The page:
How I Use my Bicycle to Stop My Cancer . . . 

Part of my post-treatment survival plan was more exercise, so as soon as things healed up after my prostate cancer surgery in May 2003, I jumped back on my bicycle and started riding again. Since May 3, 2003, I’ve ridden just over 27,318.28 miles – [yes, I track every ride I take and more about that later] – more than the distance around the earth.

PCAP founder Robert Warren Hess climbing Mt. Baldy

Climbing Mt. Baldy

I initially thought I was riding because I’d read that exercise helped prevent cancer recurrence, and I was determined to keep my prostate cancer from recurring. But, I’m not so certain that’s the real reason.

What Exercise Research Says About Why We Exercise

I was in San Francisco on January 15, 2016 for inaugural Cancer Survivorship Symposium as a patient Advocate for the American Society of Clinical Oncology (ASCO)and one of the key themes that kept recurring through all of the presentations on both days was the importance of lifestyle change – exercise and nutrition – in the post-treatment part of cancer journeys.

But speaker after speaker noted the difficulty cancer survivors have in making and maintaining exercise in their lives, even though they know it’s critical to their quality of life and even, perhaps, for their survival. So, if exercise is that important, why do some survivors – like me – exercise like crazy and others don’t?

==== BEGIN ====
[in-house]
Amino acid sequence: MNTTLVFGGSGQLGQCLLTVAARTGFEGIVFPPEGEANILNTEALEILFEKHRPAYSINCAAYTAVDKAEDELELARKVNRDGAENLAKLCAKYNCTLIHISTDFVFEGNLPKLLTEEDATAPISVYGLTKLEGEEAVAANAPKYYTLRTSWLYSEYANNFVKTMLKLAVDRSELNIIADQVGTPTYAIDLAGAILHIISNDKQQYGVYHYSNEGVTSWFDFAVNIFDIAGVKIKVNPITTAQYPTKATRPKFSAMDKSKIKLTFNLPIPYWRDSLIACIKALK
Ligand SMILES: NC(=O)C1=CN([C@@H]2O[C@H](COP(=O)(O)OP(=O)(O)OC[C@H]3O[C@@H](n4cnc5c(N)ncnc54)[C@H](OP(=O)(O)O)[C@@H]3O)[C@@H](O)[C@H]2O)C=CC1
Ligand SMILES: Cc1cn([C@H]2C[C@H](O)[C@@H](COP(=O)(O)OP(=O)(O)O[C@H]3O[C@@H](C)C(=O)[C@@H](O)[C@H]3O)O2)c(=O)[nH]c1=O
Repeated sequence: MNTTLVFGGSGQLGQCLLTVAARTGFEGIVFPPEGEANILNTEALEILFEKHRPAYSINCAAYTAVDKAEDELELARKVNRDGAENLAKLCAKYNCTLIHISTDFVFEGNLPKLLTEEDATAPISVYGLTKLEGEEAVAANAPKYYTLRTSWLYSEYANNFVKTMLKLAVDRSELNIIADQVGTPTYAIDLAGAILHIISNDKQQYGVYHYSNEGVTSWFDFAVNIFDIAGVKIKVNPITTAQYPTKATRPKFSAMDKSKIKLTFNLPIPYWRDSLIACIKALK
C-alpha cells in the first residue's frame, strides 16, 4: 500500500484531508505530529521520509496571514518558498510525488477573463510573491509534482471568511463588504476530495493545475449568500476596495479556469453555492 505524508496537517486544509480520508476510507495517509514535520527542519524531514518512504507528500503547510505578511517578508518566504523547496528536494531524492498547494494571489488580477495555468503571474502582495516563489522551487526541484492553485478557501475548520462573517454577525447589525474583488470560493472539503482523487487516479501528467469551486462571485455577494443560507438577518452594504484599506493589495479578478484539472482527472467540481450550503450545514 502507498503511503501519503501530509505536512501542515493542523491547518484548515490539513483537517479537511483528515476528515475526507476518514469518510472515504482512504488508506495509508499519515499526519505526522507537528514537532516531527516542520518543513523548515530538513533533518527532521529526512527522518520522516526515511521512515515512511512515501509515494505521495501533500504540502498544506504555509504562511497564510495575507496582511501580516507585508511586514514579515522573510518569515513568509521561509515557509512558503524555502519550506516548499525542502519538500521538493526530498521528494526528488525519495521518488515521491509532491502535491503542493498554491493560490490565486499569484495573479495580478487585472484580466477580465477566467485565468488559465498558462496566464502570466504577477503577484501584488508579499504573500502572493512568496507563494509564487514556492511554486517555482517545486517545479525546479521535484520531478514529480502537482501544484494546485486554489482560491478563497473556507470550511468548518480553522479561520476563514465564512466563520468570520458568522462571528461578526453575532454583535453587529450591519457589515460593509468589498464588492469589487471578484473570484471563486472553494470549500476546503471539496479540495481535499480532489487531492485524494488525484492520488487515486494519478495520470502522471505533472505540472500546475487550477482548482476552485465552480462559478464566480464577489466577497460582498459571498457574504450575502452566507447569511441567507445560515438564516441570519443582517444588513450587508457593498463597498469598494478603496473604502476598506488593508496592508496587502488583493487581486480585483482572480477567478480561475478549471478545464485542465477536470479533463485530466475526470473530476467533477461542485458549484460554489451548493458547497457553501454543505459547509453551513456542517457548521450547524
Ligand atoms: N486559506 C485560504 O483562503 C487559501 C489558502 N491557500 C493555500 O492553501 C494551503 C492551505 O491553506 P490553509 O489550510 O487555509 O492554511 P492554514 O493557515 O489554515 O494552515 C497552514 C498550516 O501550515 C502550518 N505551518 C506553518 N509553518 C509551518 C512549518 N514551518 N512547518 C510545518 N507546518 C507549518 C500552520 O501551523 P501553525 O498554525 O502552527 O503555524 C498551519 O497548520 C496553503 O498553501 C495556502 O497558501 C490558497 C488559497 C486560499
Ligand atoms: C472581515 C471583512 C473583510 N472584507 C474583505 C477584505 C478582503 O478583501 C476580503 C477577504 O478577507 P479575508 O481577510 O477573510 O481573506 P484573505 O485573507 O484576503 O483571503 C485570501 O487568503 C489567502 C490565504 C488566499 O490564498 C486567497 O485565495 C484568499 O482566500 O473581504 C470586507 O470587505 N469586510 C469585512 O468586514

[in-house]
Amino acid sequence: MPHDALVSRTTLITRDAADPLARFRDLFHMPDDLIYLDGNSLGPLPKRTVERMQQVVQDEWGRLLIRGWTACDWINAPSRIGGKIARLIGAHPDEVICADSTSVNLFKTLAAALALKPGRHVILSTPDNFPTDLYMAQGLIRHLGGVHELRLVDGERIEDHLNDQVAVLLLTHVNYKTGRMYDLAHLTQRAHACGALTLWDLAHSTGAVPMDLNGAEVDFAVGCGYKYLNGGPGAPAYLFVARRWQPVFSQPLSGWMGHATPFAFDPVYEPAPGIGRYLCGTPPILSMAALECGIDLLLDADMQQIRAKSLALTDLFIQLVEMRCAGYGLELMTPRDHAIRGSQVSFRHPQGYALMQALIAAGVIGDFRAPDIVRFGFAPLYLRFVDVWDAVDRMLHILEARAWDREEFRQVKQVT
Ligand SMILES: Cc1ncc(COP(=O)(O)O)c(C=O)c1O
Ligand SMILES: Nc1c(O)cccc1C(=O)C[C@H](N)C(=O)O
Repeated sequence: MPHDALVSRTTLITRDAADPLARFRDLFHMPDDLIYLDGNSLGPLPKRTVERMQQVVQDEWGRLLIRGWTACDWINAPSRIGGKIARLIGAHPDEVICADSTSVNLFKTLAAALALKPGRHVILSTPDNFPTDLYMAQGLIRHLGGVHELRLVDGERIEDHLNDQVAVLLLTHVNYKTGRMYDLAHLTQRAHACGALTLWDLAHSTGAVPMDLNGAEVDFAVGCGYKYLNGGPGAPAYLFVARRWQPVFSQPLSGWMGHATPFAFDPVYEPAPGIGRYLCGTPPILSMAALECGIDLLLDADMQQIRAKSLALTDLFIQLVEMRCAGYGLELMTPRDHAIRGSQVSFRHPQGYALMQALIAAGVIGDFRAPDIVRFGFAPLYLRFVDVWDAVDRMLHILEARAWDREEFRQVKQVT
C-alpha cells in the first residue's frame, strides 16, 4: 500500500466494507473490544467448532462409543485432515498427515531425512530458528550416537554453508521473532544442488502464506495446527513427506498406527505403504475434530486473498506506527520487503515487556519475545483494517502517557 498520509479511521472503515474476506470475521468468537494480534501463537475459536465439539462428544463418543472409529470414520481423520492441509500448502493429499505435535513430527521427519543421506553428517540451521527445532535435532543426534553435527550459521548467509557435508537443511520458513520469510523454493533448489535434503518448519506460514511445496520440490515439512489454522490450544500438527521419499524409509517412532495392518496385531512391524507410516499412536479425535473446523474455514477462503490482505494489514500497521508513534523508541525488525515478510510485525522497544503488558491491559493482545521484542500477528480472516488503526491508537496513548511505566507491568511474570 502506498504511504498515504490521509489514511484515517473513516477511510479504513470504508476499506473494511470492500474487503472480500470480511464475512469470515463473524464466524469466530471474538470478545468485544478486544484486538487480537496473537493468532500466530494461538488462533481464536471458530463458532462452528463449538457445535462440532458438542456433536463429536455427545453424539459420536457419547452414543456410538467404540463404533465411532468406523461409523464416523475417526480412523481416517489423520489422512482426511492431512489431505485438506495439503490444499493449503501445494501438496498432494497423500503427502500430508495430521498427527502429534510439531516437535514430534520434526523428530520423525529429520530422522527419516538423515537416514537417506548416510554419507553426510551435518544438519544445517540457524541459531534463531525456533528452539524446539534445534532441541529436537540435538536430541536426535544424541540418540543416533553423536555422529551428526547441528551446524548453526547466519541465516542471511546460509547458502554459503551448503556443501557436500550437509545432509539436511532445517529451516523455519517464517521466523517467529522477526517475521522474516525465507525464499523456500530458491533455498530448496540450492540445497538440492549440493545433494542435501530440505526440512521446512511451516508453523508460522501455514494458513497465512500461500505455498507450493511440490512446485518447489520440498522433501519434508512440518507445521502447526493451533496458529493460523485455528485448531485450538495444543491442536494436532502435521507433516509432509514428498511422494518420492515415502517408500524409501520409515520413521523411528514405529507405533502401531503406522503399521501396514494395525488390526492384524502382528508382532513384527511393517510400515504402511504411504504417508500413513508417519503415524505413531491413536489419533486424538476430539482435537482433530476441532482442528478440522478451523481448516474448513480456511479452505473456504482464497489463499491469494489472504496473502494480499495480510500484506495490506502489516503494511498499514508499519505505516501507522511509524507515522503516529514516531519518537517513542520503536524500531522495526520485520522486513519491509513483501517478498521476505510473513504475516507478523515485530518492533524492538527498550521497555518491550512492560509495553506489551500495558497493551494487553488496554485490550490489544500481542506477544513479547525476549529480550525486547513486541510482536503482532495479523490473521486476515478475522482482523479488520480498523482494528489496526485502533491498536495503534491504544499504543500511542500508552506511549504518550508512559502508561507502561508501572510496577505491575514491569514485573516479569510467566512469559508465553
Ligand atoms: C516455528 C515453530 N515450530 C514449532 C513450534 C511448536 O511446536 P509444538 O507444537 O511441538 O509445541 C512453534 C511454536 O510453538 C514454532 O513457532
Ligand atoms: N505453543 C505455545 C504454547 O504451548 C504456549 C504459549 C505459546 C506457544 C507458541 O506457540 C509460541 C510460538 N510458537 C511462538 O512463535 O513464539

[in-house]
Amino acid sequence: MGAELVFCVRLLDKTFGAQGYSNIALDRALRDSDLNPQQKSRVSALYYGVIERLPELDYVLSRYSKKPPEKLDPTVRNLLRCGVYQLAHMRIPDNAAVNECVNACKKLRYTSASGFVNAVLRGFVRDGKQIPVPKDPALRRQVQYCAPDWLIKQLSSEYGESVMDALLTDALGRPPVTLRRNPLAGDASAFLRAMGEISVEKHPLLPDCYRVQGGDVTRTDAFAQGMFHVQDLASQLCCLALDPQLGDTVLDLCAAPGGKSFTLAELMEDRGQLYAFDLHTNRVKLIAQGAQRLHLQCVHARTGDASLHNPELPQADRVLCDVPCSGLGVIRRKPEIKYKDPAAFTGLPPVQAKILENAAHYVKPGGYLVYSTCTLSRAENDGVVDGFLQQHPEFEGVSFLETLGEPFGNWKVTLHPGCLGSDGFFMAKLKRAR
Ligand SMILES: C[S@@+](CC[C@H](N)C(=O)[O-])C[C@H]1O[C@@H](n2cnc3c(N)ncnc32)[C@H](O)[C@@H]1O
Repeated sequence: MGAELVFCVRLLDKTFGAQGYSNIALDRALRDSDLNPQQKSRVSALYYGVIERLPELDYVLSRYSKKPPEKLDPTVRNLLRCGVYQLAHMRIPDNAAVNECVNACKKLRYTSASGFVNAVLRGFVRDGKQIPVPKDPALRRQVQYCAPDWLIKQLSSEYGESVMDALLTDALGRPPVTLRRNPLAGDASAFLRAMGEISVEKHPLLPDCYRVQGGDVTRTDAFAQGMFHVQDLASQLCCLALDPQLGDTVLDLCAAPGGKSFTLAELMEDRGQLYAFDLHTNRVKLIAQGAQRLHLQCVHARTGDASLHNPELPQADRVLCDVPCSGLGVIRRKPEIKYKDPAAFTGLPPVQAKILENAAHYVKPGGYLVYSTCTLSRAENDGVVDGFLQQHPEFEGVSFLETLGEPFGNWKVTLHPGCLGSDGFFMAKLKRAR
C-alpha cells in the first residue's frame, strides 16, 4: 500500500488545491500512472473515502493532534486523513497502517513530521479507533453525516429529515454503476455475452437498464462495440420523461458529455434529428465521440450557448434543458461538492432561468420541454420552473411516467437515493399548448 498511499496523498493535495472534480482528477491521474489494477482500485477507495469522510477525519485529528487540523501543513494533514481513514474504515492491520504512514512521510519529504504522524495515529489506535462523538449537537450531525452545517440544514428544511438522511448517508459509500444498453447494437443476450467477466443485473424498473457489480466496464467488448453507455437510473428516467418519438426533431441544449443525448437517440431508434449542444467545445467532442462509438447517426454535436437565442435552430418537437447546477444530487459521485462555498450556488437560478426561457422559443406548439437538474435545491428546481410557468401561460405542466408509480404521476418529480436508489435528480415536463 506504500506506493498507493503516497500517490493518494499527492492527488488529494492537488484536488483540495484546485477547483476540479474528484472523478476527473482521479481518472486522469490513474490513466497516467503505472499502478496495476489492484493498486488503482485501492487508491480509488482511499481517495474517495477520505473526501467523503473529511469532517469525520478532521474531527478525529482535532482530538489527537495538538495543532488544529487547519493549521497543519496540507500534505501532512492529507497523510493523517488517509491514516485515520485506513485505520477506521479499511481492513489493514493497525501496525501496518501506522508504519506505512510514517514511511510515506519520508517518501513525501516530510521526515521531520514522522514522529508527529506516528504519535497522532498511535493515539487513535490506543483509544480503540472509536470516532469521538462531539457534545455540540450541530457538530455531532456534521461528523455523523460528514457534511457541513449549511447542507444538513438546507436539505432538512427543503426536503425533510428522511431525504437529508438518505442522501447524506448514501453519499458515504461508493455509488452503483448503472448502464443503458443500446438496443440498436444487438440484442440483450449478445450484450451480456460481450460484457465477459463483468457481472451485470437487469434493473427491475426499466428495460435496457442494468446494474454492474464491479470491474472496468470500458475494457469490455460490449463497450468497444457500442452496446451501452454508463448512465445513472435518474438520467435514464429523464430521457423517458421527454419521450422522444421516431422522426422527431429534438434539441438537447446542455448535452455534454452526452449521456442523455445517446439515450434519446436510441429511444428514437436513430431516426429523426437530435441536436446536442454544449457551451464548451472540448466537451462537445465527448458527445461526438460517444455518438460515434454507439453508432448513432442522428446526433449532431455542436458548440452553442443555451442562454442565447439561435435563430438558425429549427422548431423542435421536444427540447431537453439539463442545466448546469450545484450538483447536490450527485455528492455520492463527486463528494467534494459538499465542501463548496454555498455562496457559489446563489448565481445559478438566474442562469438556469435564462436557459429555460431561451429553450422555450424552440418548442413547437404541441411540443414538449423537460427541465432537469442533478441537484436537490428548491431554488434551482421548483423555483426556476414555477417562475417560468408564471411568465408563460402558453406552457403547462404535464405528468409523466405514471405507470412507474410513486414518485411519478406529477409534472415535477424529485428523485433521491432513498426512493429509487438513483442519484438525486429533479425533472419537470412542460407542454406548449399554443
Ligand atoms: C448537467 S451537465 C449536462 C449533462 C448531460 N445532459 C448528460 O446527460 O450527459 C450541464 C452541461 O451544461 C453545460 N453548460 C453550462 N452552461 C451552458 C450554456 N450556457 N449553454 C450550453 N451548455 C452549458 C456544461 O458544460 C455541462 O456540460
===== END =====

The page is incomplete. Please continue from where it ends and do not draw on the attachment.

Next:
Why Do We Exercise? Or Not?

I’ve begun reading about exercise psychology and I’ll be posting more about that here in our blog. For myself, I think the answer is just one word: fun. I love to ride. And I love to ride long – 100 mile century bicycle rides. And up steep hills like Mt. Baldy, where the last part at the top is a seriously-steep 17 degree slope.

Why is this fun for me? I don’t know yet but I’ll definitely report in as I read more deeply into the literature.  One thing I’ve already, though, is that you don’t need to work as hard as I do to get valuable benefits from exercise. Even walking less than 10 minutes at a time is hugely benefit. More on that later.

My New Serenity Marvel S Track Bike

I live on the west side of Los Angeles so I have easy access to the only world-class indoor velodrome in the US, and I train there as much as I can. I’ve won two California championships over the past 8 years and in 2017 the World Masters Track Championships will be held at the Velo Sports Center here in Carson. So, it’s time to get ready for Worlds! At right a shot of Nate Koch working on the fit for my Serenity.

Nate Kock working on Robert Hess's Serenity Marvel S

As you might imagine, I’m pretty excited about the new bike. But my wonderful wife says “One more bike in, one bike out!” She’s actually my biggest supporter!!

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Until next time, Allez!

Robert Mt Baldy 2015